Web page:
Re-evaluating the Marlins and Blue Jays Trade

110503_chone_figginsThe Marlins recently signed Chone Figgins to a minor league contract. This guy, back in 2009, was an MVP candidate for the Angels as he was a one-man wrecking crew getting on base, stealing bases, and scoring runs. His stint in Seattle, however, was a disaster.

One of the heavy criticisms this offseason has been that the Marlins had a fire sale and shipped off their best players for nothing in return. Once the dust settled, the Marlins drastically improved their farm system (ranked as high as 5th by and their future. They lost established players like Josh Johnson, Emilio Bonifacio; they lost high-profile free agents like Mark Buerhle, Jose Reyes; they even lost a horrible contract mistake like John Buck. Yet a lot of energy was spent tongue-lashing the Marlins for this gutting of big money and claims were instantly made that this team was facing a horrible 2013 and worse future. Ricky Nolasco wanted to be moved. Giancarlo Stanton, the franchise corner stone, publicly expressed his frustration and doubt of this franchise.

One of the pieces of the trade that frustrated me was losing Bonifacio. Yes, this guy drove me crazy, but he matured and became a formidable asset (to finally make up for the trading of Josh Willingham) that helped rebuild the team speed the Marlins have been known for. Yet now, in Figgins, the Marlins may have found his replacement at a valuable price tag. The only risk the Fish have is, well, none. He is signed to a minor league deal and if he makes the team, they will only owe him the league minimum. If Figgins returns to his pre-Seattle days, he will prove to be a boon to this team. If not, well, they can easily dump him and move on. Yet in Figgins, the Marlins illustrate the exact kind of reclamation project they are about these days.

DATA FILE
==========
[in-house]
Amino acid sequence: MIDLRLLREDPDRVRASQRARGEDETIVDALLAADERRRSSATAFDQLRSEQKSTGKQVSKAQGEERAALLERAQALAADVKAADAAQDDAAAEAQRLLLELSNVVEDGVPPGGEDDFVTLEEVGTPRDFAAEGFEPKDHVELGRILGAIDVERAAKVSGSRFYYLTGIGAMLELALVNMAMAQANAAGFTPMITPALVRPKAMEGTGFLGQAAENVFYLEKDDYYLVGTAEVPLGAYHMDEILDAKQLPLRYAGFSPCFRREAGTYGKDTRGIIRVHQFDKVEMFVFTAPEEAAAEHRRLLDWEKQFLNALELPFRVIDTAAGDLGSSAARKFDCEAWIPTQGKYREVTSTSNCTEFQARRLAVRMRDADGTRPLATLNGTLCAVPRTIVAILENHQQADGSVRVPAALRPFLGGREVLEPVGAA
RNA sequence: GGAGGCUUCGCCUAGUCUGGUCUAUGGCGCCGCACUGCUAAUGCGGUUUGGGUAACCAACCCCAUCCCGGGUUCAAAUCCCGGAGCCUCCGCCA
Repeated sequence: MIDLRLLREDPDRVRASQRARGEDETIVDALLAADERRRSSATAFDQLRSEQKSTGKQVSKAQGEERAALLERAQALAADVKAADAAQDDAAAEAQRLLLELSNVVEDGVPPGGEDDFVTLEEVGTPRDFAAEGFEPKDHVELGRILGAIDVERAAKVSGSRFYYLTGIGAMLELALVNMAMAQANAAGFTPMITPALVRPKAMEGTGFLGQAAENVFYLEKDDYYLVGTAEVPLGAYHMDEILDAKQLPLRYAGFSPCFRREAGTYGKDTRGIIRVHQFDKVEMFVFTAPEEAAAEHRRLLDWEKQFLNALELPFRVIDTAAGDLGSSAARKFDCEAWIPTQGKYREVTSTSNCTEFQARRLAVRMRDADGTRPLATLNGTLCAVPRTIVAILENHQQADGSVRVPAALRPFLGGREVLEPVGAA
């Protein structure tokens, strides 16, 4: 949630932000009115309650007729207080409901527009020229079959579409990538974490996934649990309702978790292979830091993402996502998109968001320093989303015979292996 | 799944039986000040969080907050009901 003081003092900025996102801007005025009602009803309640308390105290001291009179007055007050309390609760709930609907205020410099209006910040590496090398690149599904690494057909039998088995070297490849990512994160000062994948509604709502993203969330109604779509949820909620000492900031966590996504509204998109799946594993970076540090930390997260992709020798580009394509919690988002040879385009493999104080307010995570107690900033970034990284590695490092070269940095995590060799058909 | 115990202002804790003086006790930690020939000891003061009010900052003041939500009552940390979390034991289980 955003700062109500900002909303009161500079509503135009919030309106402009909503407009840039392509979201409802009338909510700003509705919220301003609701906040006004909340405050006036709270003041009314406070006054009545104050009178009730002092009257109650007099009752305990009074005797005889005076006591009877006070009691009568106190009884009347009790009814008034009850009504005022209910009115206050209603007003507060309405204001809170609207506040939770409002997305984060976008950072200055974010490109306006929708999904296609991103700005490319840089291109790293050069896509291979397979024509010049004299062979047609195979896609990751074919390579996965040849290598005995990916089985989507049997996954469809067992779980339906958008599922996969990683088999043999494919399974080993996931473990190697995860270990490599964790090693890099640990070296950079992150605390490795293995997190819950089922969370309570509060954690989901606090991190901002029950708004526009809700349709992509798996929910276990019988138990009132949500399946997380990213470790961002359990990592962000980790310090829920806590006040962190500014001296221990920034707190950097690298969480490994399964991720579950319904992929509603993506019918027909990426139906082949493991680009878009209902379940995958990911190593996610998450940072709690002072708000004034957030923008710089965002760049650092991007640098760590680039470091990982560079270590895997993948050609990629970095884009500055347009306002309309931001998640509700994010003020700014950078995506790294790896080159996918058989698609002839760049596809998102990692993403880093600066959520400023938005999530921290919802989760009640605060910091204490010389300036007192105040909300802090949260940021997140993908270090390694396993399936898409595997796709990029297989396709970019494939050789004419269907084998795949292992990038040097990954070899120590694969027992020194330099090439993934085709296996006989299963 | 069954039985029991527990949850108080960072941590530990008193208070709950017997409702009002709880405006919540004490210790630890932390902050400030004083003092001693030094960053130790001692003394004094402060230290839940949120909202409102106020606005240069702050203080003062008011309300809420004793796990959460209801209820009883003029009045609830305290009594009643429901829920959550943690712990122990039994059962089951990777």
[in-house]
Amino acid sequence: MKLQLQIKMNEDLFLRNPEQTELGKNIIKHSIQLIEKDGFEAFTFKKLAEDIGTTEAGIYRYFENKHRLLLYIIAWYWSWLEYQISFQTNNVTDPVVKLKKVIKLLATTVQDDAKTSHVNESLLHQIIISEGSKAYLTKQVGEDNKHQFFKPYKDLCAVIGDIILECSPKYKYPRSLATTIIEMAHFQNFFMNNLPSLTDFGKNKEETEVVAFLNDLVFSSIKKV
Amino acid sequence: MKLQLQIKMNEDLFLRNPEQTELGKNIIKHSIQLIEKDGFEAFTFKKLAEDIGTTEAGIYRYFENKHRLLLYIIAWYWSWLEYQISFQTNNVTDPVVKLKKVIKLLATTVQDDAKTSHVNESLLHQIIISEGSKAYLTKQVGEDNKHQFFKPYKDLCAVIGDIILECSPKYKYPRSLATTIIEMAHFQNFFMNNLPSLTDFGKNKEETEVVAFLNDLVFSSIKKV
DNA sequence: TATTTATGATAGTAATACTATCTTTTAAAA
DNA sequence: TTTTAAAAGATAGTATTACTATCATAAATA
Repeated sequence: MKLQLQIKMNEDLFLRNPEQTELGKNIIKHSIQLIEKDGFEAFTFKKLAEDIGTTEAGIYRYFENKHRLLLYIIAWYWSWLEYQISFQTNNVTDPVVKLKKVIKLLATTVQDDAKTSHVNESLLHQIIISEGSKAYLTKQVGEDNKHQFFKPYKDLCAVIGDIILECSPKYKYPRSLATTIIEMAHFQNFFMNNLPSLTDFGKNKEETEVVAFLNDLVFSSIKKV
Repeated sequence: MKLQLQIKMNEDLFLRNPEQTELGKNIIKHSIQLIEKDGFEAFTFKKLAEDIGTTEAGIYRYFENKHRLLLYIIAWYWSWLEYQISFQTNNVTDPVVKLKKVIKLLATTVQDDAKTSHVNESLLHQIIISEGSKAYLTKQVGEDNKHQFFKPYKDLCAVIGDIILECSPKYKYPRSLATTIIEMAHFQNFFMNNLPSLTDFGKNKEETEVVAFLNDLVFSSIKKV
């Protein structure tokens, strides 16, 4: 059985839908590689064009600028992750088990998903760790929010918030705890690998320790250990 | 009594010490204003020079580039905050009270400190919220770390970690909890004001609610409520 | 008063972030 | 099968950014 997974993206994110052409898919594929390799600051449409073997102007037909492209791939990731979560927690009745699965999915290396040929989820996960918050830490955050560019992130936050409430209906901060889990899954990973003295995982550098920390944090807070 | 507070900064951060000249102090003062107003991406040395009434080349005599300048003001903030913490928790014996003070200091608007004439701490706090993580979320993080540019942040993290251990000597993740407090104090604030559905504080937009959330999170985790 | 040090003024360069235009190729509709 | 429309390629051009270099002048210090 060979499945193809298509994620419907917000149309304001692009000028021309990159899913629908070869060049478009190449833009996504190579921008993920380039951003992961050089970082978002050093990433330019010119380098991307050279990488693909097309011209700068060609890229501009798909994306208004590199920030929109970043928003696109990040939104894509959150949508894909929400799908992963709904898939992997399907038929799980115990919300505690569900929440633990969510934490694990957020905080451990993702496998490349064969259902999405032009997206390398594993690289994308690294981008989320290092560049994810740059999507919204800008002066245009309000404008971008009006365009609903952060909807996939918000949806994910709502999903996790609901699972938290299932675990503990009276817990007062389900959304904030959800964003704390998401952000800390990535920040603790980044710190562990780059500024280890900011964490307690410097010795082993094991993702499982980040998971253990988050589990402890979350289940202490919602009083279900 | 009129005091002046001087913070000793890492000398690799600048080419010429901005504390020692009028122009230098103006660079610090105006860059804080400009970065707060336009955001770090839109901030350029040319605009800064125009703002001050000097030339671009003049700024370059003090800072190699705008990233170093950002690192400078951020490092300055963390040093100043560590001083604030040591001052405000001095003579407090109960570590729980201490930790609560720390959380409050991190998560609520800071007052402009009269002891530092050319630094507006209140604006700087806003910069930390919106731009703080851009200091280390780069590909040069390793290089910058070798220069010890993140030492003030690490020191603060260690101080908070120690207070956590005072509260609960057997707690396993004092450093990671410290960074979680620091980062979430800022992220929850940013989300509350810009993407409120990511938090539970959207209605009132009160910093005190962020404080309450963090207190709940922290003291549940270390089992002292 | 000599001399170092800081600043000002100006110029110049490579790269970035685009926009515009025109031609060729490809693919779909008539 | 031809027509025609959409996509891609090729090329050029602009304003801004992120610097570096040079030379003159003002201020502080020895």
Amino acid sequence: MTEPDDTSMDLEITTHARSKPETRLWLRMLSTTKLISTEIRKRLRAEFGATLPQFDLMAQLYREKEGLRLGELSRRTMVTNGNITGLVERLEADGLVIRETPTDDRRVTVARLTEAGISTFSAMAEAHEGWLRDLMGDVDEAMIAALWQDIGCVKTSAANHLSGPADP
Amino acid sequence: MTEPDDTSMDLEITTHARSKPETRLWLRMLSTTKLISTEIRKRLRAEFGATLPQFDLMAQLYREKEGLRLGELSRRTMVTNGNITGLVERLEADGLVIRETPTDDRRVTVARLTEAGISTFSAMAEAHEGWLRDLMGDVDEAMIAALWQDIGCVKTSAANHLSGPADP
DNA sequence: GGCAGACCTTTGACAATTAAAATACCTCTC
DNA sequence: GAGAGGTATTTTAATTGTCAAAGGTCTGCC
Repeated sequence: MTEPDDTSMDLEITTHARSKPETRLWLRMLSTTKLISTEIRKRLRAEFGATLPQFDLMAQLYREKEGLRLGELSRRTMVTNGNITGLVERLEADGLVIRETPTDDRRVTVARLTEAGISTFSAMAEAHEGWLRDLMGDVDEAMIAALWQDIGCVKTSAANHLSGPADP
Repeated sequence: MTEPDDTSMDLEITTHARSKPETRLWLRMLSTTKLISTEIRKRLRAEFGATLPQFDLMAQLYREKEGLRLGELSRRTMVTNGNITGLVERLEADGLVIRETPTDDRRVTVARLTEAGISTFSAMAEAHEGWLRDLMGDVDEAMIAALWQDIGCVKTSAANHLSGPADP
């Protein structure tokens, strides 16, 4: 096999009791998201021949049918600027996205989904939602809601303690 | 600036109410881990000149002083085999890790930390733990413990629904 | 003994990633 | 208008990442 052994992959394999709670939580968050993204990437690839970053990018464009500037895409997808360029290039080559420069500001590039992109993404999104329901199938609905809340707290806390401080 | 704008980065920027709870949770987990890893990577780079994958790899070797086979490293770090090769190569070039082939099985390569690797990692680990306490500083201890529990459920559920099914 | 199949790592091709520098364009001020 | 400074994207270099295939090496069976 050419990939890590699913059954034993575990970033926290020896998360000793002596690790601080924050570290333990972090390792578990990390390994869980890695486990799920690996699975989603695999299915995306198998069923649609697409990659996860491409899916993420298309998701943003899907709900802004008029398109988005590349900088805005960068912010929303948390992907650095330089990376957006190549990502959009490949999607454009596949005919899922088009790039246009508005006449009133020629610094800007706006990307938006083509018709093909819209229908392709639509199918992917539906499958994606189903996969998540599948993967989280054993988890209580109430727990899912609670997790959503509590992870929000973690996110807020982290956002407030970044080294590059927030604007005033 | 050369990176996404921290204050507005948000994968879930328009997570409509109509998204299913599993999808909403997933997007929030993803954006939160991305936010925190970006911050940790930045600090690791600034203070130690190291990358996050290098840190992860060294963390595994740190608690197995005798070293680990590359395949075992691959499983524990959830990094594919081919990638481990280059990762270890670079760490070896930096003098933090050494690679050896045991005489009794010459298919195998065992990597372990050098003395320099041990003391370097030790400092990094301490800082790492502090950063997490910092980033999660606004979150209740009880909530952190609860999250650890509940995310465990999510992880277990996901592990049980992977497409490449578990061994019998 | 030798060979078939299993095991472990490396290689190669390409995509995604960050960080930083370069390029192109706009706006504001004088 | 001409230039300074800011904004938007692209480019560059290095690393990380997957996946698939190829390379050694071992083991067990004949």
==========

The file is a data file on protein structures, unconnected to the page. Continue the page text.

As for the rest of this trade, well, consider:

  • Can Adeiny Hechavarria replace Jose Reyes at SS? Defensively he definitely will – the only question is, can the Cuban national hit?
  • Rob Brantly will hit better than John Buck and if all the buzz about Brantly’s defense is accurate, then this is a win for the Fish.
  • Can the Marlins find a way to replace the 393.2 IP of Mark Buerhle and Josh Johnson? They acquired more arms from the Blue Jays to stock up their farm system but they will not replace the experience either Buerhle or Johnson had. That said, there is potential in young arms like Jose Fernandez and Justin Nicolino to slide in as early as this season. I’m betting on Fernandez to make a splash. The Marlins did snag a couple of veteran arms that could get some time in the rotation, but even still there looks to be a plan in place to go with a youth movement and see where it takes this team.

If the Marlins are simply going to replace what they have lost, and do it cheaper, then this team is still a 69 win/93 loss team but at a more affordable price. And if winning has anything to do with the direction of this franchise, then they will be able to improve their record and do it at a savings and with an eye towards the future. Can they do that with the given personnel? We’ll definitely find out and a signing like the Chone Figgins signing could play a role.